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Soybeans have a long road ahead!

Soybeans have a long road ahead!

Yield is being heavily debated in the trade world this week.

Soybean bulls continue to talk about a late-planted crop and overall lack of maturity. Yield is being heavily debated inside the trade. Bulls are talking about a sub-46 bushel per acre yield while bears are talking about a +48-bushel yield.

The USDA most recently estimated the yield at 48.5 bushels per acre and total U.S. production at 3.680 billion bushels. FC Stone is now estimating the yield at 48.3 bushels per acre and total production at 3.661 billion bushels. Back in early-August, I believe they had the yield forecast at 47.2 bushels per acre and total production at 3.743 billion. I suspect they are simply seeing fewer acres. Allendale, another respected firm, released their farmer-based survey with a yield estimate of 46.1 bushels per acre and total U.S. production of 3.499 billion bushels.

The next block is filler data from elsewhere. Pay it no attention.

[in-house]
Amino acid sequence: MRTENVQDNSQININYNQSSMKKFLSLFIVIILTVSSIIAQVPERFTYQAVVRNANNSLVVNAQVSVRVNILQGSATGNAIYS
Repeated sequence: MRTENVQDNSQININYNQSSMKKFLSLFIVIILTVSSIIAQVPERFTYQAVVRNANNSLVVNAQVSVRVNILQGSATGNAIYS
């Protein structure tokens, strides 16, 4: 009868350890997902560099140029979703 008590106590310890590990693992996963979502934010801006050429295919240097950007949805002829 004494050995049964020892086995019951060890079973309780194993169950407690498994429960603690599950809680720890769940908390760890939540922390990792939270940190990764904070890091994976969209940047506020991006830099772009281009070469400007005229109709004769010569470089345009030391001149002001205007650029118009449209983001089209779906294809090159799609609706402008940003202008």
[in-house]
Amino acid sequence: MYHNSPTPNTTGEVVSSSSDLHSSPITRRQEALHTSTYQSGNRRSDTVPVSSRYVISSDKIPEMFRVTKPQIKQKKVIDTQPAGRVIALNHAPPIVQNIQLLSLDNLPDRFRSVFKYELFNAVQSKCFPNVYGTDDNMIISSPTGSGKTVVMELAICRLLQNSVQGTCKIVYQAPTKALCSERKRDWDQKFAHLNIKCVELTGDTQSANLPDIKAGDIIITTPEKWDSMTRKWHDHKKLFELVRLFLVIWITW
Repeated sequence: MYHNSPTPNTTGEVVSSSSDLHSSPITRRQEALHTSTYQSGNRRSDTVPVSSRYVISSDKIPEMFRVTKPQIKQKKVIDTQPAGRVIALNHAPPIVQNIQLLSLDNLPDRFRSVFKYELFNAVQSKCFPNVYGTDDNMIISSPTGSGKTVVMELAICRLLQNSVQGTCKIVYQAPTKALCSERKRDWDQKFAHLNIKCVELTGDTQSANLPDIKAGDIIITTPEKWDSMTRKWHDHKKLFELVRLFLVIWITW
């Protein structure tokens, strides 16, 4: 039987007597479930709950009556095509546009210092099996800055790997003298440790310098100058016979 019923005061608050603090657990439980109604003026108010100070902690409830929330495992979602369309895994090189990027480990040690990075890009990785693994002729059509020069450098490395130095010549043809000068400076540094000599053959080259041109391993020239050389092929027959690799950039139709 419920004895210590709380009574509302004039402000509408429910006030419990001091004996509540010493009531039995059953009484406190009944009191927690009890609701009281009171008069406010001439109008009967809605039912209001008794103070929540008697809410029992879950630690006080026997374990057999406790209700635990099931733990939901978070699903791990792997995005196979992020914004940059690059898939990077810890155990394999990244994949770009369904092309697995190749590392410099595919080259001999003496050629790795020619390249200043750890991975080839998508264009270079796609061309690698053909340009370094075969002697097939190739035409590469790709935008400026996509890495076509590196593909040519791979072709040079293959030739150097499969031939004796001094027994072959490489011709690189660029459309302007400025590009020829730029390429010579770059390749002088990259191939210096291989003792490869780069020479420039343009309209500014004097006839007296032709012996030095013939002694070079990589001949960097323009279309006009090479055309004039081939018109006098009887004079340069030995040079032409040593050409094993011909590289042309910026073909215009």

The problem is we continue to face many demand headlines. Not only do we have the continued uncertainty with Chinese trade, but we have the ongoing demand headwinds associated with African Swine Fever. From what I heard yesterday, China FAS dropped their soy import estimate to 80 MMTs, the lowest in several years, which is -5 MMTS below the current USDA estimate. Meal demand is also forecast at a multi-year low.

Technically, soybeans are coming off their highest close in a couple of weeks and looking at much stiffer resistance in the $8.80 to $9.20 range. As a spec, I continue to hold my small bullish position that's averaged in the low-$8.60's.

South American supplies are starting to be becoming much more limited and we could soon start digesting more South American weather headlines. As I've been saying for months, once South American supplies are more limited, Q4 of 2019 or perhaps Q1 of 2020 will hopefully offer a much better pricing window for cash soybean sales. Staying patient... continuing to keep my eye on weather and Washington! 

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The opinions of Kevin Van Trump are not necessarily those of Corn and Soybean Digest or Farm Progress.

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